But as far as me being an ambassador, I hope I am. I know I’ve been inspired and still am inspired by so many fiddle players, and I do hear my licks (laughs). I do hear these great young players and every once in a while, I’ll hear one of my licks in there and it’s like “wow that’s really cool!” that I had something that somebody else wanted to learn.

MIM: I want to ask a little about the last couple albums. With Flamekeeper, you typically play more traditional, but I know you have a lot of musical interests and influences outside of the traditional sound. What inspired you to go beyond that on your last few records?

MC: I’d say it’s been a long time in the making. I’ve always been a diehard traditional bluegrass guy. That’s the bluegrass that I love. Bill Monroe, Jimmy Martin, Stanley Brothers. The groove that Jimmy Martin played in, Bluegrass Album Band, The Johnson Mountain Boys, The Del McCoury Band, those are a lot of my influences. I came to the realization about ten years ago, I was with a buddy of mine at Merlefest, helping him with a showcase he was doing. The rest of the weekend we were just hanging out watching shows. We watched Sam Bush, we watched Jerry Douglas, Del McCoury. And I got to thinking that the people who have the most success in this music have also been involved in other styles of music, but still stayed true to it.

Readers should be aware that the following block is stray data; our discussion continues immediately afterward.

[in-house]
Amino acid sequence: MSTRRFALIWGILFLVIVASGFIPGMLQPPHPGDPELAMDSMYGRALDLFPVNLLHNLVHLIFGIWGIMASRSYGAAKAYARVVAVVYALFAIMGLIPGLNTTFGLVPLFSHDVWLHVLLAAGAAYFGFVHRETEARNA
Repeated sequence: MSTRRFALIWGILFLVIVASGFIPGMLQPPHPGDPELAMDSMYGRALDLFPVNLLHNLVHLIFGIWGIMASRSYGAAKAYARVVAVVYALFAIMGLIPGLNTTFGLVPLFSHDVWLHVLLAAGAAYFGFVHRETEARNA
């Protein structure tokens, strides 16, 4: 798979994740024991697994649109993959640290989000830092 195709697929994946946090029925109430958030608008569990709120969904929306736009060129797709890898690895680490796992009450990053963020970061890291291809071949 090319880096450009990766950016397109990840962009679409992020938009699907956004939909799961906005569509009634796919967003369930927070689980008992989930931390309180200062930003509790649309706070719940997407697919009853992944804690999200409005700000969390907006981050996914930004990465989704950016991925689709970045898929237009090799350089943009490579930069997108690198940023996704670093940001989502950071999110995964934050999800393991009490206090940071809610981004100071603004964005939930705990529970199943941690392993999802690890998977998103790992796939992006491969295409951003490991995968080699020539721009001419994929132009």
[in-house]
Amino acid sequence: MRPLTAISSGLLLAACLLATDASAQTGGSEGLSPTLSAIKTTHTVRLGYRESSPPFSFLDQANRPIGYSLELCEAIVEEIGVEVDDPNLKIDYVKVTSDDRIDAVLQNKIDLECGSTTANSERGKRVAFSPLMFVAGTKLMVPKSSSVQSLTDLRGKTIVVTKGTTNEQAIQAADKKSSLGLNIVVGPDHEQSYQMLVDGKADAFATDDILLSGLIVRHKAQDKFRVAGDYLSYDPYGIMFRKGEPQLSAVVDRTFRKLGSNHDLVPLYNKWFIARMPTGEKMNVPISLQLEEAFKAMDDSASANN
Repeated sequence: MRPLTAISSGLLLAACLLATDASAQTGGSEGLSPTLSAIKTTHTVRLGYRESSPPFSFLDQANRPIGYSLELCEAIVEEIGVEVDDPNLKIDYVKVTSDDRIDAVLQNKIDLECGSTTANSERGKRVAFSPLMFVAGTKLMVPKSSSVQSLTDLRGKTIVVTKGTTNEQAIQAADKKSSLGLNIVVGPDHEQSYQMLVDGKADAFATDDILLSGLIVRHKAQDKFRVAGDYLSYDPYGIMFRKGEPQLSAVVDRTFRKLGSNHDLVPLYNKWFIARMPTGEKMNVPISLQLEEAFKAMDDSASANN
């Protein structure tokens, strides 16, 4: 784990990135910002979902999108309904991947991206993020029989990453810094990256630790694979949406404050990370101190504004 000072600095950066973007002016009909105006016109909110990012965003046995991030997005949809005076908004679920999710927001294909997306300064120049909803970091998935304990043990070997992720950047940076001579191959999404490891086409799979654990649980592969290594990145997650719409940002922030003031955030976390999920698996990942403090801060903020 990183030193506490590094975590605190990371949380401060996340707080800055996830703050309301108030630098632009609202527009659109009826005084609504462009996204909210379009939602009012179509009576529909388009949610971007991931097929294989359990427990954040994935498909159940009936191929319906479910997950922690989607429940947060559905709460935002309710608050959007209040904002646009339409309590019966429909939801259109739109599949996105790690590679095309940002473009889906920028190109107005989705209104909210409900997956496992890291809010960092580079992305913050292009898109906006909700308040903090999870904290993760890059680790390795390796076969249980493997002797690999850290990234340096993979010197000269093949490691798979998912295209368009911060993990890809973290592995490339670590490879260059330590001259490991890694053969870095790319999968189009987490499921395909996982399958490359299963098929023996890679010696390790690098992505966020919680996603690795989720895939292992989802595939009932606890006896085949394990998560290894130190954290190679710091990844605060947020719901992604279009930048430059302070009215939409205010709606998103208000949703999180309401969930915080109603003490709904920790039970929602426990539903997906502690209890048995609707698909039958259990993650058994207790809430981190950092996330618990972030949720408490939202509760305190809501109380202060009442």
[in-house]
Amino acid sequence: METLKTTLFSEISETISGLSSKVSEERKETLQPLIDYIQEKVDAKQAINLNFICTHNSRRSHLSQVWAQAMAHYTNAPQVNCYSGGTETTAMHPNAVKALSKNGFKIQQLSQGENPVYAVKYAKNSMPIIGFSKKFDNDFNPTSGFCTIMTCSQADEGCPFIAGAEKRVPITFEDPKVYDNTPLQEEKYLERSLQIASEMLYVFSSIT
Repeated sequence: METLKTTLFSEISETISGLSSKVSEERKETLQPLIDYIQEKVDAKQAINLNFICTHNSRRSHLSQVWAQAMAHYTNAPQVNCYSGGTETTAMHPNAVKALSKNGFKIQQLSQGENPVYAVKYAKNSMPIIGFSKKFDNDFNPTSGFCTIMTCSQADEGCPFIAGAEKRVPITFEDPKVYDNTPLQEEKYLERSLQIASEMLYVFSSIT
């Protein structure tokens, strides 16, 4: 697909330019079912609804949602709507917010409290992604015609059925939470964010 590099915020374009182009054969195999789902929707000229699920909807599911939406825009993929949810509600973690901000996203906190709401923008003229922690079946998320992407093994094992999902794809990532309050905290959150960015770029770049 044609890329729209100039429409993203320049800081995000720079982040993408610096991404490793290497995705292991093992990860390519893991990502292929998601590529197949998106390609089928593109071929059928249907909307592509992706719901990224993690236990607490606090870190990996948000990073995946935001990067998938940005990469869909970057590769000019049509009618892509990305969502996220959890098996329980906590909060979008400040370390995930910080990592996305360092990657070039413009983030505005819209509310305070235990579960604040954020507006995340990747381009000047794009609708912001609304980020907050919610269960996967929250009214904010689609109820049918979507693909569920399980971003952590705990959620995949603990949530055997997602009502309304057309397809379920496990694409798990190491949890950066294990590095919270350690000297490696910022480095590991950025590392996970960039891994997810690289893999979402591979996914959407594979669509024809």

Del McCoury is the perfect example of this. He can put on a traditional bluegrass show, as old school as it gets, and I do think he is the best representation of bluegrass, in the way Bill Monroe meant it to be, in this day in time. He can go out and put on a show like that in front of thousands of hippie fans and people who aren’t so much into bluegrass, and still have the bluegrass audience. Your most hardcore traditional bluegrass people, they love Del McCoury.

I got to thinking about that, and I think a lot of it for me was getting to a place where I thought it was ok to do this. There is a thing with traditional bluegrass where people say “that ain’t bluegrass” or “that is bluegrass” or this and that, and I get it, because I’ve been guilty of it too. There are things I definitely don’t consider bluegrass that might be classified as that.

But the more I got to thinking about it, the people who are doing what I actually want to do and actually having success other than just going out on a weekend every once in a while playing the same festivals year after year after year, the ones that are doing more than that, every one of them have branched out, collaborated with different people, and have experimented with different styles of music.

It took me a while to get to that place where I thought “Yeah, this is okay.” It’s not that I wasn’t into other styles of music, because I’ve listened to rock, jazz, blues, and country, always loved electric guitar, but I think from that point on I started thinking about it differently. Instead of making the record that is going to appeal to the bluegrass community, what can I do to appeal to them and people who have never heard bluegrass?

Not too long after that we did concerts here in Louisville with the Louisville orchestra. They wrote arrangements to some of our songs, and we played to 2,500 people in a nice concert hall. That reinforced to me that, we want to play bluegrass festivals for sure, but man I want to play concert halls, I want to play for the people who’ve never heard bluegrass, who don’t have an idea what it is. Any time we’ve been able to do that, represent bluegrass, its been well received, it’s been such a cool experience.